It seems like we're hearing about hacking problems more and more now, from government hacks to the recent HBO hack. And since the internet isn't going anywhere soon, all we can do is find ways to patch the security holes that allow predators to get in.
That's the goal of bug bounty programs. They're projects that companies and organizations start to get people to find and report website vulnerabilities. Think of these hackers as the good guys — hackers in white hats. Plenty of big companies run bug bounty programs, including Facebook, Google and Uber.
You might think the people doing this kind of work are seasoned pros, but often the hackers making bug bounty money are teens like Jack Cable. He competed against 600 hackers from around the world in the Hack the Air Force, a partnership between the Department of Defense and HackerOne, a bug bounty platform. Cable sat down with Marketplace Tech's Ben Johnson to talk about his win. An edited excerpt of their interview follows.
Ben Johnson: My condolences on the end of your summer break. You have to go be a senior in high school. But you were pretty busy this summer.
Jack Cable: Yeah, so this summer I participated in the Hack the Air Force program, and that was the U.S. government's third bug bounty program. So they invited 600 of the top hackers from across the world to try to find vulnerabilities in the Air Force's site.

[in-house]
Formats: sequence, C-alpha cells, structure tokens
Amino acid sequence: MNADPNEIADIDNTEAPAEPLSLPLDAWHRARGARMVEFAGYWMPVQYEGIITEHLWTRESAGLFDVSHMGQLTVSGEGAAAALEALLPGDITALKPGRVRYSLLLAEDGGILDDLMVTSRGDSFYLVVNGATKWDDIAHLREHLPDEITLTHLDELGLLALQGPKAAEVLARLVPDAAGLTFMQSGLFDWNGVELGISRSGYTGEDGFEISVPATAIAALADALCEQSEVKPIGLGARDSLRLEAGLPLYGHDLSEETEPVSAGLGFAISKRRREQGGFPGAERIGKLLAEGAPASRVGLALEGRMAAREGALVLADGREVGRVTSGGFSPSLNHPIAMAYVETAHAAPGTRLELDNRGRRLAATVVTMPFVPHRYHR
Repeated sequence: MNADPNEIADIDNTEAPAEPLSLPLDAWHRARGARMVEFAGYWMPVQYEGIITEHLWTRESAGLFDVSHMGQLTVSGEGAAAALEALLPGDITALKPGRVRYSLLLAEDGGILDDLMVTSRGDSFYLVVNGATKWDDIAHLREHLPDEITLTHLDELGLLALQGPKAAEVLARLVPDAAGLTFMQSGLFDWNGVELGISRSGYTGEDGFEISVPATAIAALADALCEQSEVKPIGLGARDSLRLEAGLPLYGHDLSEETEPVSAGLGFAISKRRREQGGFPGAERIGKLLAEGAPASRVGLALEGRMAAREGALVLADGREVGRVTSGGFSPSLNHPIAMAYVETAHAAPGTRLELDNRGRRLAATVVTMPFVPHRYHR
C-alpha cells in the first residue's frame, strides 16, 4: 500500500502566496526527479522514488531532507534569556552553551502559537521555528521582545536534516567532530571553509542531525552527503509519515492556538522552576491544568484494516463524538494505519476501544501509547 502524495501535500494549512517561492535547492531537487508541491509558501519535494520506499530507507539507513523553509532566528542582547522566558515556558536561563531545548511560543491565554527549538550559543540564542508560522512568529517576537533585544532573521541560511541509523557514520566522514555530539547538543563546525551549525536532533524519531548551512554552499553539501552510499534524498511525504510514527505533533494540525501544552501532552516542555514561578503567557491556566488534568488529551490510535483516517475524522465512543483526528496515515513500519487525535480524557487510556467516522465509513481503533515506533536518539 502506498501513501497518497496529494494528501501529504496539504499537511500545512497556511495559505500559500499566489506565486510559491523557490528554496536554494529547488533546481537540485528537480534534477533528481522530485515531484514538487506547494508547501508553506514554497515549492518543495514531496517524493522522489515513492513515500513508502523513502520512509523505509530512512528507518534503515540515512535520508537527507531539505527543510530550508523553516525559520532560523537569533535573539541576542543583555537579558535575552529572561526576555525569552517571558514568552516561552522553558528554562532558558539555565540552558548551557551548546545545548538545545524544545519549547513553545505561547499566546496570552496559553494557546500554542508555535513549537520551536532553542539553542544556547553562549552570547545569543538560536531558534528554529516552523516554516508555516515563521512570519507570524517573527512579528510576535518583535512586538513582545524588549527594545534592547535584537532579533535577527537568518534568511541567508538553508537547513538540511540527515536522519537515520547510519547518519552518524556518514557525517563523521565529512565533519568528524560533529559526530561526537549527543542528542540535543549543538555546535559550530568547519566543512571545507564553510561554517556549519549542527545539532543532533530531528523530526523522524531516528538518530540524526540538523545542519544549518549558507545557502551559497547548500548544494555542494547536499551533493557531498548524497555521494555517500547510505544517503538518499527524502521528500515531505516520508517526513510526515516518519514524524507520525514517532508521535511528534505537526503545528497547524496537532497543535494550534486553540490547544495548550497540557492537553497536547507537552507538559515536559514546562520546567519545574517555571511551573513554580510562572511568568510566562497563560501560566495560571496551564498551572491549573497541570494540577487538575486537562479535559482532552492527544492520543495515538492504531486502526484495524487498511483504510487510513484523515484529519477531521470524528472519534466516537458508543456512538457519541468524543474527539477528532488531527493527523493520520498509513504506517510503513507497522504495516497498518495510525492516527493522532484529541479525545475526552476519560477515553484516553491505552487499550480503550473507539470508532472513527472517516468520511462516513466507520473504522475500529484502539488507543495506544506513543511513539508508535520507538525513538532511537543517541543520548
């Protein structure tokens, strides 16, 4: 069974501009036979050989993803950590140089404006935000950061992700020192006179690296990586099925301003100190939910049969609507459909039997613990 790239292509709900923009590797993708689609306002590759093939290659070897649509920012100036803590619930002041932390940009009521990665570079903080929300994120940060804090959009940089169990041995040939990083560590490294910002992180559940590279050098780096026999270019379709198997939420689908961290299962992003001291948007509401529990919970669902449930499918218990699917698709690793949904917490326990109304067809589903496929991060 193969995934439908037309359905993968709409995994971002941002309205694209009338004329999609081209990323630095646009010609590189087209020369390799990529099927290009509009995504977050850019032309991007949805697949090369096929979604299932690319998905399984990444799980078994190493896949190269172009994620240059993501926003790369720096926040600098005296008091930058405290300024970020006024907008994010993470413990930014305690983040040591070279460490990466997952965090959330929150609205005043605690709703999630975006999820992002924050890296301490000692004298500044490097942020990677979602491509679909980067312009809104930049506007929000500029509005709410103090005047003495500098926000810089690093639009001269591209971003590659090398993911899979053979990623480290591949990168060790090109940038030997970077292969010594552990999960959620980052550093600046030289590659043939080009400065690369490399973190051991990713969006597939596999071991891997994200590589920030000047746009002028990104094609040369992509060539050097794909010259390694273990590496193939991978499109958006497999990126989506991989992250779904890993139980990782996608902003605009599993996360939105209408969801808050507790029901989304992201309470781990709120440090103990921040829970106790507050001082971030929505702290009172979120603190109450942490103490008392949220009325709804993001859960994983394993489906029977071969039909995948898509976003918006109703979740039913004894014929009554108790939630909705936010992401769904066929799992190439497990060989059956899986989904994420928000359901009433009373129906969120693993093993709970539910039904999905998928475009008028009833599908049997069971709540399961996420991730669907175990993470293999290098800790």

Johnson: And you won the whole thing?
Cable: Yeah, so I found 40 vulnerabilities, and that placed me first in the leader board.
Johnson: Do you have a favorite?
Cable: So I found what's known as an XML external entities vulnerability. That handles the applications processing of XML, which is a type of input data. I found that I could give it a URL and the application would make a request to that website. And I was able to escalate that after working on for a few hours into a remote code execution. So that would allow me to basically do whatever I wanted. So I could access all the user data that was on the website and I could change anything that I wanted to.
Johnson: Wow. How did you get into this?
Cable: I was 15 and I accidentally stumbled across a vulnerability in a financial site. I found that I was able to send negative amount of money to other users, and that would effectively steal money from their accounts. That financial site ran a bug bounty program, so I submitted to there. And then I sort of got into hacking from there.
Johnson: It seems like you're one of the good guys. Why did you decide to be a good guy?
Cable: I try to be because it's really risky if you try to exploit vulnerabilities that you find. You could wind up in jail or be sued by different companies. The advantages of these bug bounty programs are great because you get recognition from the companies, they pay you and you get to say you found a vulnerability rather than just having to hide it.
For more on hacking for good, you can visit our series on hacktivism.
|Is ‘hacktivism’ a force for good … or chaos?|
|How hacktivism intersects with the law|
|Founder of hacker group LulzSec explains the chaos of hacktivism|
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